The opinion of the court was delivered by: John E. Mcdermott United States Magistrate Judge
MEMORANDUM OPINION AND ORDER REVERSING DECISION OF THE COMMISSIONER OF SOCIAL SECURITY AND REMANDING FOR FURTHER PROCEEDINGS
On October 6, 2011, Manuela F. Baltazar ("Plaintiff") filed a Complaint seeking review of the decision by the Commissioner of the Social Security Administration ("Commissioner") denying her application for Social Security Disability Insurance benefits. The Commissioner filed an Answer on February 24, 2012. On May 10, 2012, the parties filed a Joint Stipulation ("JS"). The matter is now ready for decision.
Pursuant to 28 U.S.C. § 636(c), both parties consented to proceed before the undersigned Magistrate Judge. After reviewing the pleadings, transcripts, and administrative record ("AR"), the Court concludes that the Commissioner's decision must be reversed and remanded for further proceedings in accordance with this Memorandum Opinion and Order and with law.
Plaintiff was born on June 27, 1949, and was 53 years old on her alleged disability onset date of May 8, 2003. (AR 55, 59.) Plaintiff filed an application for Social Security Disability Insurance benefits on March 25, 2004 (AR 55-58), and claims she is disabled due to a back injury. (AR 86.) Plaintiff has not engaged in substantial gainful activity since her alleged disability onset date. (AR 24, 86.)
Plaintiff's claim was denied initially on August 19, 2004. (AR 42-47.) Plaintiff then filed a timely request for hearing on October 6, 2004. (AR 48.) Plaintiff appeared with counsel and testified at a hearing held on January 19, 2006, before an Administrative Law Judge ("ALJ"). (AR 397-422.) The ALJ issued a decision denying benefits on May 16, 2006. (AR 21-25.) After the Appeals Council denied review (AR 5-7), this Court vacated the Commissioner's decision and remanded for further proceedings. (AR 443-59.)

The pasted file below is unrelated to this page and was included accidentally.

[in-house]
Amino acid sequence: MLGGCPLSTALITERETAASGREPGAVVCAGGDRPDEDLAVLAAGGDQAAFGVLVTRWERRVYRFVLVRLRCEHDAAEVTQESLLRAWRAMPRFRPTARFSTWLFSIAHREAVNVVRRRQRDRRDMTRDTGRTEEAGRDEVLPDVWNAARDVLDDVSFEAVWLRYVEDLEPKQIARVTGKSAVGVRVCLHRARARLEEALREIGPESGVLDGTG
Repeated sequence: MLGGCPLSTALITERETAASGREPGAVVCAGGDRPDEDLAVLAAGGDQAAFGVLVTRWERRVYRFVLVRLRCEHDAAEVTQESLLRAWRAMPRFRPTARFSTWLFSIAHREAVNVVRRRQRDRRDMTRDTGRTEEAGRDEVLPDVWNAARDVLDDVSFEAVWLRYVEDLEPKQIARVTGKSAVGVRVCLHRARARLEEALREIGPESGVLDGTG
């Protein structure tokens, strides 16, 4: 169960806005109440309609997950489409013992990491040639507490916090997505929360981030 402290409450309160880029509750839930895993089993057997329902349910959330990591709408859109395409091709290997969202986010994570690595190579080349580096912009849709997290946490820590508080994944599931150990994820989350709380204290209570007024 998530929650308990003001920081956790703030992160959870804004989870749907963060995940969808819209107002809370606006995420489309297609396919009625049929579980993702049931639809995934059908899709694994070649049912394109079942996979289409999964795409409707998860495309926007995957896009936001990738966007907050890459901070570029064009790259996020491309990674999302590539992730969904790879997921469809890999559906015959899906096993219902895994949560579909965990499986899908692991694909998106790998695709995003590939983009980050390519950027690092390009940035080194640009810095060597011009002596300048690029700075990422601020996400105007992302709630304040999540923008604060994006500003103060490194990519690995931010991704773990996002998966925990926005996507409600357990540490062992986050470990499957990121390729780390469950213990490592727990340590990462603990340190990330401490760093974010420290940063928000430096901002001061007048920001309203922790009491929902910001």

On remand, a different ALJ, David Marcus, conducted a hearing at which Plaintiff appeared with counsel and testified. (AR 639-68.) The ALJ issued a decision denying benefits on March 1, 2010. (AR 434-42.) On July 14, 2011, the Appeals Council declined to assume jurisdiction over the ALJ's decision. (AR 423-25.) Plaintiff then filed this action.
As reflected in the Joint Stipulation, there are two disputed issues: whether the ALJ properly evaluated the opinions of (1) treating physician Dr. Smith, and (2) examining physician Dr. Kadaba.
Under 42 U.S.C. § 405(g), this Court reviews the ALJ's decision to determine whether the ALJ's findings are supported by substantial evidence and free of legal error. Smolen v. Chater, 80 F.3d 1273, 1279 (9th Cir. 1996); see also DeLorme v. Sullivan, 924 F.2d 841, 846 (9th Cir. 1991) (ALJ's disability determination must be supported by substantial evidence and based on the proper legal standards).
Substantial evidence means "'more than a mere scintilla,' but less than a preponderance." Saelee v. Chater, 94 F.3d 520, 521-22 (9th Cir. 1996) (quoting Richardson v. Perales, 402 U.S. 389, 401 (1971)). Substantial evidence is "such relevant evidence as a reasonable mind might accept as adequate to support a conclusion." Richardson, 402 U.S. at 401 (internal quotation marks and citation omitted).
This Court must review the record as a whole and consider adverse as well as supporting evidence. Robbins v. Soc. Sec. Admin., 466 F.3d 880, 882 (9th Cir. 2006). Where evidence is susceptible to more than one rational interpretation, the ALJ's decision must be upheld. Morgan v. Comm'r of the Soc. Sec. Admin., 169 F.3d 595, 599 (9th Cir. 1999). "However, a reviewing court must consider the entire record as a whole and may not affirm simply by isolating a 'specific quantum of supporting evidence.'" Robbins, 466 ...